8. As regards quantum of compensation, there is merit in the claimants' submission for enhancement of compensation. The reduction in compensation. The reduction in compensation due to lump sum payment has no basis in the face of economic realities. Inflation takes away most of the value of compensation as years pass. I would, thereforee, not permit any deductions for lump sum payment. The learned judge has rightly held that the deceased would have contributed about Rs. 5,400 annually to his family. That was on the basis of the income at the time of his death. Further possibilities of enhanced income are not taken into account by the Tribunal. However, even if we proceed on the basis of Rs. 5,400, it is not understandable as to how the Tribunal has applied the multiplier of 14. There is no Explanationn for it nor any reason stated nor any authority referred to by the Tribunal. The Tribunal has itself found that the life expectancy of the deceased could be over 65 years and at the time of his death he was only 32 years. That means that the deceased would have contributed Rs. 5,400 to his family for at least up to his age of 65 years. The amount of compensation, thereforee, cannot be brought down by an arbitrary multiples of 14. The compensation amount, thereforee, comes to Rs. 1,78,200. This court as well as as the Supreme Court has allowed interest on the amount of compensation at the rate of 9% per annum even when there was no contract for the payment of interest.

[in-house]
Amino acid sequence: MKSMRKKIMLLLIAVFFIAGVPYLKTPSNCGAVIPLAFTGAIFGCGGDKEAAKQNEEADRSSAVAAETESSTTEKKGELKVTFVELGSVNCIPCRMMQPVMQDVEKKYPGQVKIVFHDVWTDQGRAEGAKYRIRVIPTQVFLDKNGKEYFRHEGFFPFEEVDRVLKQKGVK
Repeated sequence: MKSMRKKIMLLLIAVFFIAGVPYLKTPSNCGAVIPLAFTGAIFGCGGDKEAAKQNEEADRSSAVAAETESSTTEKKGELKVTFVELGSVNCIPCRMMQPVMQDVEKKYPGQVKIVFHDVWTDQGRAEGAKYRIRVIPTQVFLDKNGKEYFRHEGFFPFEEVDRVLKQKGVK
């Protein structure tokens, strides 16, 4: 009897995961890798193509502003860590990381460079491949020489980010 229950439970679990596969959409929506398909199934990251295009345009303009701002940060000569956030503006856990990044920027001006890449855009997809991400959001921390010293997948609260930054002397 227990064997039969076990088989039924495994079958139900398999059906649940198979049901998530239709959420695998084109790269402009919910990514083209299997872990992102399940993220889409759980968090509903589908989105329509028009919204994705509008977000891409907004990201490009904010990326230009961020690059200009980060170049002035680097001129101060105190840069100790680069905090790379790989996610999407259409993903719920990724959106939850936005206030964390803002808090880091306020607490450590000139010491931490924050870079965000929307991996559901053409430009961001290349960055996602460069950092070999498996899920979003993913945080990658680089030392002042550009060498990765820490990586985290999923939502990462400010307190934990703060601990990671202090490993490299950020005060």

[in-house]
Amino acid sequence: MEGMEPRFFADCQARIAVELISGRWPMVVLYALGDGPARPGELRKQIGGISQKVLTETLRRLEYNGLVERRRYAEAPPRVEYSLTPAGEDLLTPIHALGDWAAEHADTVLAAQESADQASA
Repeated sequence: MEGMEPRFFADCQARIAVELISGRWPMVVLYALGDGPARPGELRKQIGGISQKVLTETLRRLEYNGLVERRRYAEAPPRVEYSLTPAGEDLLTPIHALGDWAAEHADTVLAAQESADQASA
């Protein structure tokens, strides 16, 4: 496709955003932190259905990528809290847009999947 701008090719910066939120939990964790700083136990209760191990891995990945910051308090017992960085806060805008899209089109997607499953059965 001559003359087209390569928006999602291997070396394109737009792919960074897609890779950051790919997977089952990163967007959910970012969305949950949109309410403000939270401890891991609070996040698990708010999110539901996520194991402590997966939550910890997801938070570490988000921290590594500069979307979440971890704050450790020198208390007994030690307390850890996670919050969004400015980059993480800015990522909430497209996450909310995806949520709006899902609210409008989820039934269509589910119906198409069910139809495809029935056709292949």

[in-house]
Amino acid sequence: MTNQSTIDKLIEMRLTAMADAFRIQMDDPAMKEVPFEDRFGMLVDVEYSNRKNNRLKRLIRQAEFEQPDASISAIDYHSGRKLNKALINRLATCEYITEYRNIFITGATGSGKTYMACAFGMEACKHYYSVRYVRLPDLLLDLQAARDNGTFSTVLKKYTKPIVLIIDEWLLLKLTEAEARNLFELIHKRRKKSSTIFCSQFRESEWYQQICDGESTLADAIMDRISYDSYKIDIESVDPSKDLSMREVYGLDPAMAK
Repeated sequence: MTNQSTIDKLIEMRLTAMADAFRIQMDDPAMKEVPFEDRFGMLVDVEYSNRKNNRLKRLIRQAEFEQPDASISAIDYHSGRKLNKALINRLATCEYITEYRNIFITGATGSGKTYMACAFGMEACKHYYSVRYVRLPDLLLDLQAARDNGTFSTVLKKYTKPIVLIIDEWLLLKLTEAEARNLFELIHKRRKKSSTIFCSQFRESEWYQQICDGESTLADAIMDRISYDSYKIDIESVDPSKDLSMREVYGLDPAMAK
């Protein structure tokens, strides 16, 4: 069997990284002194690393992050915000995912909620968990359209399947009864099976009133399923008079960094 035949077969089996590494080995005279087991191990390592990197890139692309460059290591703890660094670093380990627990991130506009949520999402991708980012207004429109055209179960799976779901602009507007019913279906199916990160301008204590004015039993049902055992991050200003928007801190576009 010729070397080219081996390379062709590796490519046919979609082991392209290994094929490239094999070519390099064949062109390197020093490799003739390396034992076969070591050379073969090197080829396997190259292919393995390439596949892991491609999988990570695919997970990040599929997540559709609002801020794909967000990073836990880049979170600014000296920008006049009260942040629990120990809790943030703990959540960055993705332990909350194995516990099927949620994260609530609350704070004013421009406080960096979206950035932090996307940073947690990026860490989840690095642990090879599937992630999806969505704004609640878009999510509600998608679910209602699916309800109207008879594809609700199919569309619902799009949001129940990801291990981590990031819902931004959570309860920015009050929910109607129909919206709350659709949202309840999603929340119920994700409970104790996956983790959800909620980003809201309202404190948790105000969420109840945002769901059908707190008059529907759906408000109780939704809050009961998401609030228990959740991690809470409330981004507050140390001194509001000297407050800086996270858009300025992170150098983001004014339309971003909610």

9. Considering the fact that the accident has taken place in 1971 and the claimants' family, viz., widow and five minor children, were no paid any compensation for the last 14 years, I find every justification to awarded interest at 9% per annum from the date of the application for compensation before the Tribunal till its realisation. I may not that out of six claimants, four were daughters between the age of two to nine at the time of accident. Their education and marriage expenses would have to be taken into account while according the compensation. So also with regard to the sixth claimant, namely, the son, who was two months old at the time of the accident. For the reasons stated above, this appeal old at (FAO No. 142 of 1979) is dismissed and the claimants' appeal, C.M. No. 66 of 1980, (cross-objections) is allowed with the enhanced compensation and interest as mentioned above. They will also be entitled to costs.